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The NHIS Update

The NHIS update is intended to give a monthly overview of some key issues affecting the NHS. Full access to the National Health Intelligence Service allows these stories to be put into context, by providing background information and facilitating on-going investigation.  

If you do not work for the NHS – be grateful. If you do – we advise keeping your head down for the next 18 months or so  
In May 2005, Mrs H promised that an overhaul of family doctors, dentists and pharmacists would be central to the forthcoming white paper on personalised healthcare. Then a white paper on primary care was scheduled for Autumn 2005, but was subsequently transmuted into one on ‘Health outside Hospitals’. One key development was rumoured to be the establishment of super-surgeries to provide outpatient services and the kind of diagnostic services previously offered by hospitals, and we were promised a public consultation.
In July 2005, a joint white paper designed to deliver integrated health and social care systems was announced by Care Services Minister Liam Byrne, hotly followed by Health Secretary Patricia introducing a public consultation to shape the white paper on improving community health and care services.
For those of you who may have been confused by this proliferation of white papers, we can provide enlightenment. They are all the same white paper embracing all of the same topics. It will appear at the turn (i.e. the end) of the year and, in addition to overhauling family doctors, dentists and pharmacists, creating supersurgeries, integrating health and social care and opening up the primary sector to foundation trusts and the private sector, it will result in a few organisational changes.
When the dust settles, there will be nearer 150 PCTs. Probably, unless there are local arguments to the contrary, these will have common boundaries with the 150 social service organisations. Over the period, the number of SHAs is likely to drop to about ten and the number of GP practices will fall dramatically.
Business as usual then.
If you do not work for the NHS – be grateful. If you do – we advise keeping your head down for the next 18 months or so, and occasionally joining in the rallying cries of “coterminosity” and “fit for purpose”. If you are a patient, then just hope that you can detect a benefit. Because the NHS in England is £500 million in deficit, or it could be £750 million, an interim and very odd solution being mooted is that SHAs with cash lend it to SHAs without cash and charge them 10% p.a. interest. There has also been discussion about getting rid of a few thousand jobs to save cash, so perhaps the white paper will solve this by cutting admin and achieving coterminosity of income and expenditure.
Did you read about a ‘choose and book’ poll taken in Birmingham which showed that patients believed the private sector was superior to the NHS on 12 of out 14 factors, including cleanliness and management? The two factors on which the NHS won were cultural sensitivity and dealing with things that go wrong. If there were to be a move to the private sector as suggested by the survey, the local NHS organisations would lose £35 million of business – which would cause a bit of trouble.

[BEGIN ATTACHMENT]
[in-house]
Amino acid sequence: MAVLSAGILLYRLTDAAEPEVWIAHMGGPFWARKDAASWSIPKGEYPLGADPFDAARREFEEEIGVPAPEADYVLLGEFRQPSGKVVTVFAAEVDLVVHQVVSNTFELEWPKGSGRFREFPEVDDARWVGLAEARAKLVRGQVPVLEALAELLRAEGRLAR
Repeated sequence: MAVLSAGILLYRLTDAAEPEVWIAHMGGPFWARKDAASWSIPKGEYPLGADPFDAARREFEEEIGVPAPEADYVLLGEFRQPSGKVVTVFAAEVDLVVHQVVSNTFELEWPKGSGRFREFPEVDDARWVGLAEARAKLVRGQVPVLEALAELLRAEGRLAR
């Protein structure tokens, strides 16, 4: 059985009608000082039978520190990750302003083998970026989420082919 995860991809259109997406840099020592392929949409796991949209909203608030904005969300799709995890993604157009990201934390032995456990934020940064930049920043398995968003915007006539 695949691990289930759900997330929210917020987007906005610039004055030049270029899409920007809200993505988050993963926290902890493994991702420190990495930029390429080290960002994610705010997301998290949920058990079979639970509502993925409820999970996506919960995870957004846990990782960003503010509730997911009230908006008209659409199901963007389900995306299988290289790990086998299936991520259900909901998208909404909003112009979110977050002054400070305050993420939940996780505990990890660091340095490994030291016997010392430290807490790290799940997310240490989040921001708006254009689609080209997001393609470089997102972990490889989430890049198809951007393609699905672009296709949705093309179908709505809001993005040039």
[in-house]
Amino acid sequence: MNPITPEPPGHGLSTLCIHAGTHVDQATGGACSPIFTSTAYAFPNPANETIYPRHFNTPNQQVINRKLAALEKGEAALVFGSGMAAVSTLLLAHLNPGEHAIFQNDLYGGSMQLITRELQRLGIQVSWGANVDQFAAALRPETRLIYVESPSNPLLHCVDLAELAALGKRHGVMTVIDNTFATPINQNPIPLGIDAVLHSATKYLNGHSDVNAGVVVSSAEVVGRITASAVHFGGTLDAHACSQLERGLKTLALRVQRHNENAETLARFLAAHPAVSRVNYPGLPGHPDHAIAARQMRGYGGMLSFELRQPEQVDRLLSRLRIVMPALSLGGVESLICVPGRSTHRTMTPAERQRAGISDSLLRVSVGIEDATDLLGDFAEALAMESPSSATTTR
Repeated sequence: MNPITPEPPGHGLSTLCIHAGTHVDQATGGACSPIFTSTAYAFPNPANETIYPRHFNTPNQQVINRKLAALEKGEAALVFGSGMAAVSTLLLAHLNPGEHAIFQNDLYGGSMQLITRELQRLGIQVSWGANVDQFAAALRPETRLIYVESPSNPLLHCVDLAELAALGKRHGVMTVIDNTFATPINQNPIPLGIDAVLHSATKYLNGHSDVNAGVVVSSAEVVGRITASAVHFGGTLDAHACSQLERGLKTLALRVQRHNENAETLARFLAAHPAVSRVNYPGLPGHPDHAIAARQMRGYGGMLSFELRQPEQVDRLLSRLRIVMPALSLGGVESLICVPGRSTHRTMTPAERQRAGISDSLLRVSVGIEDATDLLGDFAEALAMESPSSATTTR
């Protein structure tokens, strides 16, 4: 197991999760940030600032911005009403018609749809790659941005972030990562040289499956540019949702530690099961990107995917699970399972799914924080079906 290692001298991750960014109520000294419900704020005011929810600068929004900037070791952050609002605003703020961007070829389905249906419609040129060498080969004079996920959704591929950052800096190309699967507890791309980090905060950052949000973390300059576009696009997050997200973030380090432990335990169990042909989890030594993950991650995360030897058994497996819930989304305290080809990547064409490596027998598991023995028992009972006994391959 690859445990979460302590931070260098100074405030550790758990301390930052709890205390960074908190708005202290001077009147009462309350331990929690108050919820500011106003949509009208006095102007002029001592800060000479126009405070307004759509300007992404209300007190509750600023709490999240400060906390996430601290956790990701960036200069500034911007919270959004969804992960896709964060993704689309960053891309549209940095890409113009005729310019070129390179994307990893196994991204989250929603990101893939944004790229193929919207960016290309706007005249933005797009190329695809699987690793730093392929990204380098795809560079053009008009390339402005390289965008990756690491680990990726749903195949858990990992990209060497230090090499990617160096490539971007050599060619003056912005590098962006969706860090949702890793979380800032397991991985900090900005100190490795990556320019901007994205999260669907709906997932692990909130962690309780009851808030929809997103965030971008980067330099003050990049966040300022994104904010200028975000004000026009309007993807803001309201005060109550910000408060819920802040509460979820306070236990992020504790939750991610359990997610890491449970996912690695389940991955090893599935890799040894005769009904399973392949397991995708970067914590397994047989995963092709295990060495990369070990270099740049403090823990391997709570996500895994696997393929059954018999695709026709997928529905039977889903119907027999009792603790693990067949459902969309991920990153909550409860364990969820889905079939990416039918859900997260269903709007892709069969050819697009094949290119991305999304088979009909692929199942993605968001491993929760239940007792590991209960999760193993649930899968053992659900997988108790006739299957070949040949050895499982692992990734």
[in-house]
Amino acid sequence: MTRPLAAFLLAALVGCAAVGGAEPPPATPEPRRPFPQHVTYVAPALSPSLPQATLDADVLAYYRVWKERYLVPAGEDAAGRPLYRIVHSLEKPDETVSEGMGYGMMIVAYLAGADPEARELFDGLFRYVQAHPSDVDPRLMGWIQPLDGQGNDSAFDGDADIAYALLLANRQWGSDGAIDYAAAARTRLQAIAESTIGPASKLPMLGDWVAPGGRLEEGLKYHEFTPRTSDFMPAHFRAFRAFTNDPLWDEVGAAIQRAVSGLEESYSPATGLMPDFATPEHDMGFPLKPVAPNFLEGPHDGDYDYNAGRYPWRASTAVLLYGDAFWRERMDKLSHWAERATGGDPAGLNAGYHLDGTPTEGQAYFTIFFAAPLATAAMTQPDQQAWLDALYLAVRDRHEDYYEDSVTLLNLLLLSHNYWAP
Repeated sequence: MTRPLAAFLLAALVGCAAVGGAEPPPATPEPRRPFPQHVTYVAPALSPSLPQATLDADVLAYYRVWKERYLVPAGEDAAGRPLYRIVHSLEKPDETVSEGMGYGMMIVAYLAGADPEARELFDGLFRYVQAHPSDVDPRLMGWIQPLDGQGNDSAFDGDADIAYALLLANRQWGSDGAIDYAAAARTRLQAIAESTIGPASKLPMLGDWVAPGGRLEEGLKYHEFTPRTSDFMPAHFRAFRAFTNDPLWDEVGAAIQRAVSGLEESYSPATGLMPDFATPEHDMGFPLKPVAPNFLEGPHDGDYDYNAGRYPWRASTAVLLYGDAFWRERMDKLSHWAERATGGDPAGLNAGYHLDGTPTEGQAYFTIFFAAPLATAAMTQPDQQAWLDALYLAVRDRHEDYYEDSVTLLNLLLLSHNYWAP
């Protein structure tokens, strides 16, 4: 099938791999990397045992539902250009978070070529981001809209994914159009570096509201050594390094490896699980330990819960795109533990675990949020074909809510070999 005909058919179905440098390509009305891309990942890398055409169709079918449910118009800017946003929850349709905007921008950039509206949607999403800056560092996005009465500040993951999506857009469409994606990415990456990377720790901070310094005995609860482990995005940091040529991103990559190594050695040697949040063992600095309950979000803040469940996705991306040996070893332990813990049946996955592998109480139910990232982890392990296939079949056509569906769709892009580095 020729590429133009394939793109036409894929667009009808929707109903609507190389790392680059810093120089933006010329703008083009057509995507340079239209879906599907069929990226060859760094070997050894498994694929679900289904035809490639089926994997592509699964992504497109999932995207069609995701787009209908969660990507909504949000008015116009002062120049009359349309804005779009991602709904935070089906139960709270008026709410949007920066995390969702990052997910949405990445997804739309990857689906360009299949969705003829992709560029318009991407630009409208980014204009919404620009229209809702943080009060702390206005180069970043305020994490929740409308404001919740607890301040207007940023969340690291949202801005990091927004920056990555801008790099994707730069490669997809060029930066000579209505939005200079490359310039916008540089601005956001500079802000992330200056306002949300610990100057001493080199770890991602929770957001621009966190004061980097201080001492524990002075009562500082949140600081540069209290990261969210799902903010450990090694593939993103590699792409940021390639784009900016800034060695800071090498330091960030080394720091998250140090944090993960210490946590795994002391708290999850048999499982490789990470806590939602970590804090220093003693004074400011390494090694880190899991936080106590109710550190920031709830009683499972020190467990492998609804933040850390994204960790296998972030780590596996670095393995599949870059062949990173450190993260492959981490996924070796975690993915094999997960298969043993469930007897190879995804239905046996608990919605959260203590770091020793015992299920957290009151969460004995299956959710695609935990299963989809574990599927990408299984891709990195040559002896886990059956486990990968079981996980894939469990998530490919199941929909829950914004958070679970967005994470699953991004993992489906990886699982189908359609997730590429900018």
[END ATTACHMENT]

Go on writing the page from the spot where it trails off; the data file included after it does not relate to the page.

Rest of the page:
If Choose and Book is really a stick with which to beat the NHS, so that hospitals are forced to improve their cleanliness and management, surely there must a way of doing this without the very obvious risk of destabilising the NHS. In July, the Healthcare Commission published the outcome of a review of foundation trusts. It seems that, as well as moving into primary care, there is a possibility that they will start taking over other hospitals and developing what is being called the ‘Debenhams branded boutique model’, in which successful trusts sell their wares and exploit their brand, via franchised outlets.

                    If you have problems or want to know more, email info@nhis.info.  

cdm Monitor  
Informing the NHS about  
key resource developments  
for the management of  
chronic disease   

If there had been no firm distinction between primary and secondary care, then life would be easier  
The idea of vertical integration is very refreshing – but it seems the DoH is not in favour. It is what ought to have happened sixty-odd years ago, but then the government lost out to the medical lobby. If there had been no firm distinction between primary and secondary care, then life would be easier. The patient pathway would be across a level field, without the ditches and humps that have to be negotiated now. As for ‘branded boutiques’ – I know what my old granny would have said. In July, the ‘stars’ were awarded for the last time; but there is little point in trying to assess what they meant, which rather sums up their value. In future, NHS Trusts will get an annual health check.
Also, we took over the EU Presidency – which seems to be a reason for spending money on a few ‘jollies’ for various healthcare worthies with the odd gala dinner thrown in. The rate at which people are stopping smoking was reported to be 300,000 a year. It was announced that patients facing long waits for diagnostic tests in their local hospital will be offered the choice of going to another hospital. A further £15 million, available for 05/06, was announced to help transform sexual health services across the country.
The General Dental Council gained new powers, and manufacturers were invited to tender for a contract to supply a limited amount of H5N1 vaccine for the putative flu pandemic. Finally, updated numbers and rates of MRSA bacteraemias were provided.
If you have problems, want to know more, or wish to gain access to the National Health Intelligence Service, email info@nhis.info
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